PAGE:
Another critical security issue is the proliferation of nuclear, biological, and chemical weapons and materials.  President Obama has made eliminating nuclear weapons one of his top priorities. For this reason, we are working diligently with all of our ASEAN partners, as well as the P5 states, to finalize agreement on a revised protocol to the Southeast Asia Nuclear Weapon-Free Zone Treaty.   We also believe it is essential to increase regional counter-proliferation capabilities.  Proliferation continues to be a challenge, and so we encourage regional partners to build on past successes and work together on a voluntary and cooperative basis to help combat the spread of weapons of mass destruction.

In particular, I would encourage all of you who have not already done so to endorse the Proliferation Security Initiative (PSI) and sign and adhere to the IAEA additional protocol at next month’s U.S.-ASEAN leaders meeting.

And finally, president Obama will address the issue of maritime security.  We believe it is important to provide venues for all nations to come together to discuss maritime issues in an open and transparent manner.  On this note, I applaud the creation of the ASEAN Maritime Forum (AMF).  We are hopeful that over time we will be able to find ways for all EAS states to informally engage with the AMF.

Beyond discussion, we also want to put a premium on building maritime capabilities.  This is why the United States will be rolling out a new Southeast Asia maritime partnership at the U.S.-ASEAN summit in Bali.  This partnership will focus on regional maritime security.  It will provide a comprehensive strategic framework for key aspects of U.S. bilateral security assistance in Southeast Asia.  We are very excited about this initiative and look forward to discussing it with you further.

As we have noted before, the U.S. position on maritime security remains clear: we have a national interest in freedom of navigation and overflight, in unimpeded economic development and commerce, and in respect for international law.  I would also add that while we do not take a position on competing claims, we do hope that in the interest of peaceful resolution, all parties will clarify their maritime claims in terms consistent with customary international law, as reflected in the Law of the Sea Convention.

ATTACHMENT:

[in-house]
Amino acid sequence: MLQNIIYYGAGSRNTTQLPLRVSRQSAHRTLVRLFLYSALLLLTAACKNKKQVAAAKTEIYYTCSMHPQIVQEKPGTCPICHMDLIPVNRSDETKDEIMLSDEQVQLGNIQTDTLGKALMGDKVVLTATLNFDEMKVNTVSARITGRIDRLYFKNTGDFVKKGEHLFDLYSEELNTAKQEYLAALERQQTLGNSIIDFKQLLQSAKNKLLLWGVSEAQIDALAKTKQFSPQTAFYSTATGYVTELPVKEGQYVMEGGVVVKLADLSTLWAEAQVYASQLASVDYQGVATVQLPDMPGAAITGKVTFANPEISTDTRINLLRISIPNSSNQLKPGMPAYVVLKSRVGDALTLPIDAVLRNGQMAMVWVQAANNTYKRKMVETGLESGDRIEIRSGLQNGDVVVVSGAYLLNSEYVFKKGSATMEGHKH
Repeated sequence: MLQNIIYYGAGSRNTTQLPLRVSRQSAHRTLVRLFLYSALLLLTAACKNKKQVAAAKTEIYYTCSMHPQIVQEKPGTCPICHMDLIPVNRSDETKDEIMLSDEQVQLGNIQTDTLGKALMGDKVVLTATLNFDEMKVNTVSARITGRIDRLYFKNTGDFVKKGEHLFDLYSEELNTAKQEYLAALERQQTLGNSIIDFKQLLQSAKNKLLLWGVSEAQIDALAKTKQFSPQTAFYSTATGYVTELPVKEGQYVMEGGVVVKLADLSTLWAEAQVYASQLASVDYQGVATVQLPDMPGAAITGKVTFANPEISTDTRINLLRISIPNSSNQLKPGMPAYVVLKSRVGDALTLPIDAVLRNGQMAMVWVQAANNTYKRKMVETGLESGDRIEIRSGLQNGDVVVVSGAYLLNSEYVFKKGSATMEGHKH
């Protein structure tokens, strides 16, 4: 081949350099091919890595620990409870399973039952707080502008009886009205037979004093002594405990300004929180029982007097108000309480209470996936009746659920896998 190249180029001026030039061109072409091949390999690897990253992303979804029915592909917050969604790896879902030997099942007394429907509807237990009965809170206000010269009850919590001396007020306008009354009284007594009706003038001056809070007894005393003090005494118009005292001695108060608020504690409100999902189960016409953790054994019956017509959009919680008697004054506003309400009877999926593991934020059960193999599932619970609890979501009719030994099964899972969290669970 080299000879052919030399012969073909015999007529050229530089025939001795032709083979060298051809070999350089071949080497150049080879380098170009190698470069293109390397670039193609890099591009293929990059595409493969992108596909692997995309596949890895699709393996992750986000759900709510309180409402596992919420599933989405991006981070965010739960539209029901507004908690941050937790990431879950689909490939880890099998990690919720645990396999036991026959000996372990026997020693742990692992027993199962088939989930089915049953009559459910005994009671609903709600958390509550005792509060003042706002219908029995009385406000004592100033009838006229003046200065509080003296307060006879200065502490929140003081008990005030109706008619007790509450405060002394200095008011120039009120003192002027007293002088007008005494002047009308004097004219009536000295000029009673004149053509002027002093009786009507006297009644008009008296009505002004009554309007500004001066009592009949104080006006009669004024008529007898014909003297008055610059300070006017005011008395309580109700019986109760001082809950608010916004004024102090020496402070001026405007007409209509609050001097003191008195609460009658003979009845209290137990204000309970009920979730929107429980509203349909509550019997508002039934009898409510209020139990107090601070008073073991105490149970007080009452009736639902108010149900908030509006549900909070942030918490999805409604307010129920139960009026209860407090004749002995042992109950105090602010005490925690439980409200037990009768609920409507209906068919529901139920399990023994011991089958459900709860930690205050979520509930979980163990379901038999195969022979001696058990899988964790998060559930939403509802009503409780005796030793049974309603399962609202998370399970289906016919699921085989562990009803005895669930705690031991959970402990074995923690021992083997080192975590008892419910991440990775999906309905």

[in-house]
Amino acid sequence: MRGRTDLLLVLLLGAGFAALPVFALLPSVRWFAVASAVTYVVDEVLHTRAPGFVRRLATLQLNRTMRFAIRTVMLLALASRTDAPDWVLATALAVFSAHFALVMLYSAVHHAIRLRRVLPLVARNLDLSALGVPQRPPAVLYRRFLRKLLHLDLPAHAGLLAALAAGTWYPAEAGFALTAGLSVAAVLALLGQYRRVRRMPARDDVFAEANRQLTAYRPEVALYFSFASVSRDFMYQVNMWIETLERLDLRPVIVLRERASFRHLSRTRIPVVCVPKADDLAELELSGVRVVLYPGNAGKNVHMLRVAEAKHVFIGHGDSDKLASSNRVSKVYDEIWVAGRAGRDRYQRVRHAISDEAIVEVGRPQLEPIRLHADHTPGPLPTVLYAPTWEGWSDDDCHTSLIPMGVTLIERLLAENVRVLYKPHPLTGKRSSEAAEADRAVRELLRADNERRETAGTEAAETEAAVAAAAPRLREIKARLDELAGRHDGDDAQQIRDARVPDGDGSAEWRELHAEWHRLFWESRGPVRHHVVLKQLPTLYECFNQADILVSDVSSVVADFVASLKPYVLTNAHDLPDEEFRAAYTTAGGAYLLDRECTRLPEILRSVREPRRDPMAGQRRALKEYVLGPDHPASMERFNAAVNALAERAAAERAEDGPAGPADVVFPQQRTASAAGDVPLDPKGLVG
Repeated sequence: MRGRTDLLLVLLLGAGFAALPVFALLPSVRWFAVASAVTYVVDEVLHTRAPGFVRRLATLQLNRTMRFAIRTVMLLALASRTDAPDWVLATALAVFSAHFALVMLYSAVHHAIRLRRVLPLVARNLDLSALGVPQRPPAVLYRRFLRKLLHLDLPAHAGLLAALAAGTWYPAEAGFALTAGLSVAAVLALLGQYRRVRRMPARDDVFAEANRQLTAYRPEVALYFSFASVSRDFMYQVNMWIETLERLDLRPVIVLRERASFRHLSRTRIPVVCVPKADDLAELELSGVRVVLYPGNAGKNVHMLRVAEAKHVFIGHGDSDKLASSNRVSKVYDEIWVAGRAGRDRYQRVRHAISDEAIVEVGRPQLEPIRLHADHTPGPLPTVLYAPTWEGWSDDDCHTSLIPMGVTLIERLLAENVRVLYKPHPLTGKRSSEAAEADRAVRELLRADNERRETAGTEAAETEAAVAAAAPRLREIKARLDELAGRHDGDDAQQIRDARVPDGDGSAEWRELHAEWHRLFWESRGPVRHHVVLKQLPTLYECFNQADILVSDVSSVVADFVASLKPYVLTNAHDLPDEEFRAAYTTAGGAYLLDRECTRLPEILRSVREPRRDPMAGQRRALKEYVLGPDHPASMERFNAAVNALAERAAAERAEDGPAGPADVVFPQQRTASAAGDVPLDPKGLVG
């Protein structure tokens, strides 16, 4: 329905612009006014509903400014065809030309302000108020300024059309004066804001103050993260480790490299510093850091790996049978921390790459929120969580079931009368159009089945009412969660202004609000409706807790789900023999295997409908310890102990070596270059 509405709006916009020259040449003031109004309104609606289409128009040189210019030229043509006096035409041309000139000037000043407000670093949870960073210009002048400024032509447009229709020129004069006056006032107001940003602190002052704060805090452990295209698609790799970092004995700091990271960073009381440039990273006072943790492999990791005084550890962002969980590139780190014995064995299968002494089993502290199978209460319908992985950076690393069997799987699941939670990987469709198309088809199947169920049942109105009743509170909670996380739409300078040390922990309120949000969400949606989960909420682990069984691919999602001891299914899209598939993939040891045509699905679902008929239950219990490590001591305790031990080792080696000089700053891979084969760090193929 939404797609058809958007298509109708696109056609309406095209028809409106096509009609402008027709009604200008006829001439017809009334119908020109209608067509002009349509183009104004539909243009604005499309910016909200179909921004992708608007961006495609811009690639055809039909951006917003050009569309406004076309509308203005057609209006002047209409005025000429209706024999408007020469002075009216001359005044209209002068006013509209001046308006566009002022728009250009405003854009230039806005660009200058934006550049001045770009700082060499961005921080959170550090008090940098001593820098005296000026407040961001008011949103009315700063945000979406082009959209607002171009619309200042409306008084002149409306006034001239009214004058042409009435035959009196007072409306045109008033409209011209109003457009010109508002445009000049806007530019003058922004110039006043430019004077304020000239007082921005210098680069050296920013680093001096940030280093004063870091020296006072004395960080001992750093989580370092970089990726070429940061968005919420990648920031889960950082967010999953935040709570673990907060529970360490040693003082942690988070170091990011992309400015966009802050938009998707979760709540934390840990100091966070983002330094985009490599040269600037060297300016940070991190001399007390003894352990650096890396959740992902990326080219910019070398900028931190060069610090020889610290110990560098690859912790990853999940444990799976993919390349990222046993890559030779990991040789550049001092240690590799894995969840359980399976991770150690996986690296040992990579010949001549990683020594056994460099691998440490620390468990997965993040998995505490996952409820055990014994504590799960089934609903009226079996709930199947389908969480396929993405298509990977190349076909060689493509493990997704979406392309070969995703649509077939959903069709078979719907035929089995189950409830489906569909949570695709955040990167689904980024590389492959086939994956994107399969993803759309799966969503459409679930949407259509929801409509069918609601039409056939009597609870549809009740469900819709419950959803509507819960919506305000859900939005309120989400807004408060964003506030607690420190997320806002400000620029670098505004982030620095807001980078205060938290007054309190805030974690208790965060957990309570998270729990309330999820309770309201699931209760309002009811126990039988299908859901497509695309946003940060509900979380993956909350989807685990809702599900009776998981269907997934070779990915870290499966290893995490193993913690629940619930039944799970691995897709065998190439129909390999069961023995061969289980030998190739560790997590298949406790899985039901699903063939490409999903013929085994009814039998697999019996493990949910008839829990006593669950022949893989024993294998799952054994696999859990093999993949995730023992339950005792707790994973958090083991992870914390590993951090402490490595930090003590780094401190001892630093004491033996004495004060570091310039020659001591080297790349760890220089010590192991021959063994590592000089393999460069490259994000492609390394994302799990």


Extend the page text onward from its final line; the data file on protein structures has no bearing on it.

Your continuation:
I applaud the July accord between ASEAN and China on implementing guidelines to the 2002 declaration on the conduct of parties in the South China Sea.  I would encourage you to maintain this momentum, and continue working towards a binding code of conduct.  I know that president Obama will be interested in hearing your views at the East Asia summit.

Finally, I would like to address a personal priority – our future defense posture in Asia.   We are continuously re-evaluating our global defense posture, including efforts to modernize our basing arrangements in Northeast Asia and enhance our presence in Southeast Asia and into the Indian Ocean.  We are looking at a number of ways to do this, including increased defense activities and cooperation in Australia and the deployment of a Littoral Combat Ship to Singapore.  This enhanced posture will allow us to undertake new capacity-building activities, expand opportunities for shared military training, and better support humanitarian missions in the region.

I know you have probably all been following the budget debate in the United States with keen interest and are questioning whether we will follow through on these commitments.  Let me assure you that we will not be reducing our presence in Asia.  Through our defense posture, relationships, and capacity-building activities in the region, we will continue to build stronger and more effective partnerships in the region.  This commitment will not change.  And because of this commitment I am optimistic, even confident, that the future of the U.S.-ASEAN defense partnership will be dynamic and secure.

Thank you.  I look forward to hearing your thoughts.


About thủy tinh vỡ

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Thủy tinh vỡ: Freelance writer
Age: Bính Thìn
Location: Hồ Chí Minh